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Chronic pain sufferers don't just deal with physical pain, they deal with the mental and emotional pain that comes with it. 77% of people report feeling depressed due to their chronic pain. Studies also show that depression and chronic pain co-occur 40%-50% of the time. Many researchers have tried to discover the cause and effect relationship—does depression lead to chronic pain or does chronic pain lead to depression?

Regardless of the answer to this question, people are struggling with both. Not everyone understands the toll pain and depression can take on someone's quality of life. Dr. Ho has treated thousands of patients in his clinic and recognizes that finding relief is possible in numerous areas of life.

1. Challenge Pain-Related Beliefs.

Studies show that patients with chronic pain who hold one or more of the following pain-related beliefs to be true suffer higher levels of depression and respond poorly to treatment:

  • Pain is a signal of damage
  • Activity should be avoided when one has pain
  • Pain leads to disability
  • Pain is uncontrollable
  • Pain is a permanent condition

2. Reinforce Positive Pain-Related Beliefs.

Of course, pain is uncomfortable! It may seem difficult to challenge or drop these beliefs but the truth is, they're making your pain more unbearable. A good place to start is by reinforcing positive thoughts instead of replaying defeatist thoughts like the ones listed above. Try repeating the following:

  • Pain is normal and okay to experience
  • Activity helps me feel more energized
  • I can continue doing the things I love
  • I can manage the pain
  • Pain is not a permanent condition

These words may be difficult to repeat at first, and you may not believe them. However, over time reinforcing positive thoughts will help you overcome depressive thought patterns and physical pain.

3. Accept the Presence of Pain and Release Control.

Patients who accept their chronic pain, rather than avoiding or dismissing it show a better response to treatment and better adjustment overall.

Patients who try to control their pain and its duration, frequency, or intensity begin "catastrophizing". Catastrophizing involves the creation of an irrational thought, which believes that something is far worse than it actually is

Catastrophizing creates fear and avoidance which causes pain sufferers to become reclusive, withdraw from their day-to-day life, and refrain from being active.

The solution to this depressive thought pattern is by accepting that the pain exists and making an effort to confront the pain head on and focus on recovery.

4. Maintain a Positive Attitude.

Studies have shown that patients who believe their pain is going to get worse rather than better, are more resistant to treatment. Maintaining an optimistic attitude and believing "my pain will get better", can improve the chances of recovery from pain.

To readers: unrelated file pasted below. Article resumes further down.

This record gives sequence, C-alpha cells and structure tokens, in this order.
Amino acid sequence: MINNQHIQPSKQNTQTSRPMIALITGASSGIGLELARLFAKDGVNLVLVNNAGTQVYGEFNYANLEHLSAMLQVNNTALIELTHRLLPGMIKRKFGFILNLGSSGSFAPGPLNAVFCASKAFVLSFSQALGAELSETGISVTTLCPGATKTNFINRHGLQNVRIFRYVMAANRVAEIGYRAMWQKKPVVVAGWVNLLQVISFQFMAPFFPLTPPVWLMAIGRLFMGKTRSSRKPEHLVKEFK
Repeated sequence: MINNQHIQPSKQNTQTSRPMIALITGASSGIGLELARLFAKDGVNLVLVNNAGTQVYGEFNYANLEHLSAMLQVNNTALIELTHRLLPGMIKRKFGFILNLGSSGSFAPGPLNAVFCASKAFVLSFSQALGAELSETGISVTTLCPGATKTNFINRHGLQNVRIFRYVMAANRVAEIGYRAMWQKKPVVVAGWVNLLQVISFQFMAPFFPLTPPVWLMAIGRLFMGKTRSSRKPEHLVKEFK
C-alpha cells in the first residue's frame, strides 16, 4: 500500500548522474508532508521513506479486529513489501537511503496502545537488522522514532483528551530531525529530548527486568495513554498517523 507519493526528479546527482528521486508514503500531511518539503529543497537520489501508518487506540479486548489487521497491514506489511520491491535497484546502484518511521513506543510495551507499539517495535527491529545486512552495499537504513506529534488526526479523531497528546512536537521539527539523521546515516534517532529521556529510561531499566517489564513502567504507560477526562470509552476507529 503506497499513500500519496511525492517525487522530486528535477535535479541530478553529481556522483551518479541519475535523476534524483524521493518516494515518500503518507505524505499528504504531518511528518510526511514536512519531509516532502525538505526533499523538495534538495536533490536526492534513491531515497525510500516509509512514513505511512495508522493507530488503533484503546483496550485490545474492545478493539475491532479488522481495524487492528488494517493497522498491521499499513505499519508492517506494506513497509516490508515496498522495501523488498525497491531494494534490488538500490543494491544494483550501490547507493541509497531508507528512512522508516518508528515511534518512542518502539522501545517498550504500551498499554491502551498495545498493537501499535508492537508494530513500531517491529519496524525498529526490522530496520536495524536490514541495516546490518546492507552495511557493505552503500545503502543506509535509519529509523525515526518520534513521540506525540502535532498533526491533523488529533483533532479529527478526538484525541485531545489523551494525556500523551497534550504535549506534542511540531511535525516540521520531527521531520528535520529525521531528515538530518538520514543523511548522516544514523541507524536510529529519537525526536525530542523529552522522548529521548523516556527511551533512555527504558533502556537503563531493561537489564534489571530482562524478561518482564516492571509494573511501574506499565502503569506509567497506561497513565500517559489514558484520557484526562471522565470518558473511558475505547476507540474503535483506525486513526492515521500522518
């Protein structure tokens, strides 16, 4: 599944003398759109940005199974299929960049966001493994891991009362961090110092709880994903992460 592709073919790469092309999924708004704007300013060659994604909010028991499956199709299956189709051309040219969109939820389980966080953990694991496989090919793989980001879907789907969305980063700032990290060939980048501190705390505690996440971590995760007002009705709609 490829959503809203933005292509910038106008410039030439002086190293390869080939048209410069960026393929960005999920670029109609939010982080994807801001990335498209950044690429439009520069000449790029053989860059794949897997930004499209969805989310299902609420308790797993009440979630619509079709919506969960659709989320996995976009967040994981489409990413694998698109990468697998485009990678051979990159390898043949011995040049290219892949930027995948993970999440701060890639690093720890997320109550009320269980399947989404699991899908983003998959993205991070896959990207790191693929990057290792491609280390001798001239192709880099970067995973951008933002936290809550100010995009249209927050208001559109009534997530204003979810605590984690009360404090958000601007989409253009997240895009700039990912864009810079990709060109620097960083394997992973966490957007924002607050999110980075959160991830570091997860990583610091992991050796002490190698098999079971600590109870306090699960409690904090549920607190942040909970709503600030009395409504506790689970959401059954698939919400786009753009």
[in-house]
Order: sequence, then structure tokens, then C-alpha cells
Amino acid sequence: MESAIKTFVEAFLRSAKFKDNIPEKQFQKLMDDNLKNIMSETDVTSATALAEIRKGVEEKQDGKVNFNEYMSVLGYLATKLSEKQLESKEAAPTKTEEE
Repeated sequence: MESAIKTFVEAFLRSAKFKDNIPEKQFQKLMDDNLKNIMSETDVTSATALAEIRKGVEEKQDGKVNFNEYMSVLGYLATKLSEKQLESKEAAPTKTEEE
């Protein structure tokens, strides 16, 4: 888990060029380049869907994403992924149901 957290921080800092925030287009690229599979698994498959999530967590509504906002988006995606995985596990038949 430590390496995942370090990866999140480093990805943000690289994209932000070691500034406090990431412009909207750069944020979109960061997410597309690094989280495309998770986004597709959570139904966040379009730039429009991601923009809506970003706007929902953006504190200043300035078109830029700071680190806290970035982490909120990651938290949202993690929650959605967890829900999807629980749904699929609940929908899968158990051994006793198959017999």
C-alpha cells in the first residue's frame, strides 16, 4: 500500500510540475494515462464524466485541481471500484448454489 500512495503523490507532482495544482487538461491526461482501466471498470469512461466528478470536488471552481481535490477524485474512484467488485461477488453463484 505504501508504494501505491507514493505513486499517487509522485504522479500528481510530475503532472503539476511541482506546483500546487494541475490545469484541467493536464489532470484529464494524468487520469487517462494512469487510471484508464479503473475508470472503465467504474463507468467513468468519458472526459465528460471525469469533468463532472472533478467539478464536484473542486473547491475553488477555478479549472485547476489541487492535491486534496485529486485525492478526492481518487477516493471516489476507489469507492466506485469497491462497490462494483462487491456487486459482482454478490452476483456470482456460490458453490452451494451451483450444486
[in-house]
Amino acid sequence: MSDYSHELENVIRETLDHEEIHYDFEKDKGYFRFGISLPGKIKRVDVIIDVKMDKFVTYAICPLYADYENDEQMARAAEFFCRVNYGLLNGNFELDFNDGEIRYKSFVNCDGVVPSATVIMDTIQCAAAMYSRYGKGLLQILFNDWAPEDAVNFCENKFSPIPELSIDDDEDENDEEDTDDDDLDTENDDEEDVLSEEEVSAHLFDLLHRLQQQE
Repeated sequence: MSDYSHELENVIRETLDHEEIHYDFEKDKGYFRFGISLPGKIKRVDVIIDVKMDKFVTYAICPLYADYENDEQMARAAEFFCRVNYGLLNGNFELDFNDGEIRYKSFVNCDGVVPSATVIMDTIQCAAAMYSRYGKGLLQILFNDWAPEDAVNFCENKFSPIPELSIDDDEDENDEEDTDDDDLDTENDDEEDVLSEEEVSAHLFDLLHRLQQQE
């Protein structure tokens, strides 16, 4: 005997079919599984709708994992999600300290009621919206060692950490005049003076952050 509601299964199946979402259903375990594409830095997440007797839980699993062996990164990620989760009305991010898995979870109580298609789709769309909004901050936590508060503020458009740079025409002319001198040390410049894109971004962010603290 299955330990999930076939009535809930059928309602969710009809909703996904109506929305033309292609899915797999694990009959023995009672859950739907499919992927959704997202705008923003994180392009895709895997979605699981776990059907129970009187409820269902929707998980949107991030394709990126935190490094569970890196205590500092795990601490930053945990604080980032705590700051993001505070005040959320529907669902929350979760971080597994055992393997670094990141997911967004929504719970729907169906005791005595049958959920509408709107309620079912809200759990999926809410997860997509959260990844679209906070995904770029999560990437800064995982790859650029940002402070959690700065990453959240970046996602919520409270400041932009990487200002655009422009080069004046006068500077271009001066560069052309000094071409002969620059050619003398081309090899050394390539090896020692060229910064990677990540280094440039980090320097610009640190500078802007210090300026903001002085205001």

5. Create a Support System.

Researchers conducted a study to test if the presence of a supportive family could influence a chronic pain sufferer's pain or depression. On the follow-up, patients who described their families as being supportive reported significantly less pain intensity, less reliance on medication and greater activity levels.

The results of this study demonstrate that perceived support is an important factor in the rehabilitation of chronic pain patients. You can't control your family and ensure they are supportive. That's why it's important to build an additional support system and surround yourself with friends and people who will be there to help you during hard times.

You Are Not Alone, Seek Help for Chronic Pain

25%-50% of people who report chronic pain to their doctor are depressed. You are not alone! According to the American Pain Foundation, about 32 million people in the U.S. report to have had pain lasting longer than a year. Millions of people share your pain and millions of others have overcome pain through effective relief and management. If you feel alone in your journey to pain-relief, use the following resources to seek out support:

  1. General online support group for chronic pain
  2. Chronic Pain Association of Canada Support Groups
  3. Self-Help Centres Across Canada
  4. Daily Strength Fibromyalgia Support Group
  5. Arthritis Find Courses & Workshops- Canada
  6. Osteoporosis Support Groups- Canada
  7. Canadian Cancer Society Support Groups
  8. Crohn's and Colitis Support Groups
  9. Diabetes Support Groups
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